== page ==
Moriarty says that they encourage riders to not let on why they're not wearing pants.
"We want people to keep the secret and not act like anything strange is going on no matter how much they ask. Sure, 50 people around them without pants on is a giveaway, but that just makes them all the more confused," he says. "People sometimes go nuts not just about the underwear, but that they can't figure out what's happening. We love to give people a little something weird in their day. People need more weird."
And if all this sounds like something you can, um, get on board with, we've put together a field guide of sorts to the No Pants Light Rail Ride to help get you prepared or get the most out of the experience.
No Pants Light Rail Ride Phoenix participants head to Angel's Trumpet Ale House.
Time/Place: The event takes place on Sunday, January 11, starting at 1 p.m. Participants can gather at one of three departure points before boarding the first light rail train that leaves the station.
Those on the eastside will begin at the Price Road and Apache Boulevard stop and head west. Conversely, people over in the West Valley will start at the 19th Avenue and Montebello station and go east. Meanwhile, Moriarty says that a group will also leave from Terminal 4 at Sky Harbor Airport and hitch a ride on the PHX Sky Train people mover system that connects with the light rail.
But no matter where you begin, the ride will end at the Roosevelt Street and Central Avenue station where everyone will deboard and head for Angel's Trumpet Alehouse to eat, drink, and hang.
"The Sky Train finished opening this year, so we wanted to add it to the ride," Moriarty says. "A pantsless baptism of sorts."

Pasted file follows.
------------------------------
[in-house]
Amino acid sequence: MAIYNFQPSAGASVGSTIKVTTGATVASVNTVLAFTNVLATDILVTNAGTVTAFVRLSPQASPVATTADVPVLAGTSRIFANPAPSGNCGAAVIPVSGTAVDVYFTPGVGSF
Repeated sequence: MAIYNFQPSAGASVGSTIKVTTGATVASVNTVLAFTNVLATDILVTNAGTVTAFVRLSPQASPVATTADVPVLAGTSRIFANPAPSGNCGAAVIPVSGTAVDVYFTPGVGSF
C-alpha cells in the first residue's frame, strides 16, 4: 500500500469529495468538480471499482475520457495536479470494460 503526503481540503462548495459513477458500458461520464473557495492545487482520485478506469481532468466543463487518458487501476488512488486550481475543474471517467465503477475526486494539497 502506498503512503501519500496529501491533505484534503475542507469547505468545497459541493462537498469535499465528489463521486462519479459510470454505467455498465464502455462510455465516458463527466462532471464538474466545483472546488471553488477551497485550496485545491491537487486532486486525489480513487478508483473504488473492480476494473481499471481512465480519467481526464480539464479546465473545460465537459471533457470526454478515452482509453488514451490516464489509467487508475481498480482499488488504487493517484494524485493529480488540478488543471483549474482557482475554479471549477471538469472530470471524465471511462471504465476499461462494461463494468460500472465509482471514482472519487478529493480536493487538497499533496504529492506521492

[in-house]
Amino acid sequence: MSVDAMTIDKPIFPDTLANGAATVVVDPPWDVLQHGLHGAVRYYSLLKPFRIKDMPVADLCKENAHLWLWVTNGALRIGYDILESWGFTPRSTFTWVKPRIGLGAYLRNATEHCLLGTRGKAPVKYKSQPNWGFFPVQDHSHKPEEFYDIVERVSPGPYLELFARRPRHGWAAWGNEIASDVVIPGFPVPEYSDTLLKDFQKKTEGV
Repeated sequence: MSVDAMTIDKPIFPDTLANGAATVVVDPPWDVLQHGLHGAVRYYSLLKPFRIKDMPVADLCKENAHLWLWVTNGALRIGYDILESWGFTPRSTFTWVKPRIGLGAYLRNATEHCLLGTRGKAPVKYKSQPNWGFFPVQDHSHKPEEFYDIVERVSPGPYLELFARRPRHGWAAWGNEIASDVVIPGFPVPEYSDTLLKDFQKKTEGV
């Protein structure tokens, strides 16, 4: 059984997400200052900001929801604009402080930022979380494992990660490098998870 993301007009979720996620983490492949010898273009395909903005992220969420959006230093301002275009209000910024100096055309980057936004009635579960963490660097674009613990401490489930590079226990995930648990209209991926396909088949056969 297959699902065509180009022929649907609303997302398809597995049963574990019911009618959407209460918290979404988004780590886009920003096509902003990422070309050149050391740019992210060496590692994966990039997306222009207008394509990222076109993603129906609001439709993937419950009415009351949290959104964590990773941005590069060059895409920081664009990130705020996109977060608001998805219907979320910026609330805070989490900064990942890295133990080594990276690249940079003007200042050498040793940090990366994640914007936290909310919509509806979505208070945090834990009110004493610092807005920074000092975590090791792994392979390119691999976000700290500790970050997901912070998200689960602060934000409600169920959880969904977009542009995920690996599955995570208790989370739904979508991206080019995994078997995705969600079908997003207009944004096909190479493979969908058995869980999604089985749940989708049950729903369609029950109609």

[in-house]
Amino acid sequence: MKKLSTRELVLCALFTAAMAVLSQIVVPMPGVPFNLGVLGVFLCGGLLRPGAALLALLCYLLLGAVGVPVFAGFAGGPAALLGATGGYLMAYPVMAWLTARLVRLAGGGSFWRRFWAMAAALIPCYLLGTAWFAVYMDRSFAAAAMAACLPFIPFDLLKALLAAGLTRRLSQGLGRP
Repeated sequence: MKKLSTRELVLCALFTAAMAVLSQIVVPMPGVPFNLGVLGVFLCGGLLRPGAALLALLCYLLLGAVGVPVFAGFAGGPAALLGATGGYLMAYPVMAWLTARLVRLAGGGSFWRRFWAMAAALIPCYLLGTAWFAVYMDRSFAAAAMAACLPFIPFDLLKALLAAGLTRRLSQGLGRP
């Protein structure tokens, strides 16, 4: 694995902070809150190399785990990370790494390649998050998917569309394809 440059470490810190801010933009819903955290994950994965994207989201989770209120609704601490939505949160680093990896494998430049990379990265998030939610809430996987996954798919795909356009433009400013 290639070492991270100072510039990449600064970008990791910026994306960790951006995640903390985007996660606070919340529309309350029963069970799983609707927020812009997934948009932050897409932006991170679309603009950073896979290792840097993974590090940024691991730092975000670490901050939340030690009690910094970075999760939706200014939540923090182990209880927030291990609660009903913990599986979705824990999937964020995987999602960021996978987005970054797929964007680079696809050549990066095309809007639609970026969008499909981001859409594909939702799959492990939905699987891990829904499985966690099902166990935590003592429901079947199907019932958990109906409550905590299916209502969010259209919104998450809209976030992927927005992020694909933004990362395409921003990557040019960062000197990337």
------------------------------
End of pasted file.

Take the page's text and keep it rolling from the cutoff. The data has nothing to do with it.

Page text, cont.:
Price: While participation in the event is free for everyone, you'll have to spring for the light rail fare -- single-ride tickets are $2 and an all-day pass is $4 -- and any sort of food or libations you get at Angel's Trumpet or elsewhere.
Getting there: If you're coming by car, both the Price/Apache and 19th Avenue/Montebello stops have free Park-and-Ride facilities or large lots nearby where you can leave your rides. Those joining the group at Sky Harbor, however, will probably have to pay to use one of its many parking garages.
Age Limits: There are none as the ride is open to everyone. Moriarty encourages people of all ages to participate. "It's mostly adults, but everyone is welcome. We've had babies in diapers and senior citizens in boxers on the same ride." Angel's Trumpet is also open to all ages during the daytime.
Weather: The forecast for Sunday states that it will be clear, sunny, and 70 degrees. It should be warm enough to go without your pants, although you might want to bring a light jacket just in case.
Food and drink: Food, open containers (read: alcohol), and unsealed drinks are generally frowned upon by Valley Metro, if not outright banned. That said, if you'd like to bring a coffee or other beverage in a sealed cup to sip along the way, that's totally cool. Or you could just wait until everyone gets to Angel's Trumpet and eat and drink to your heart's content.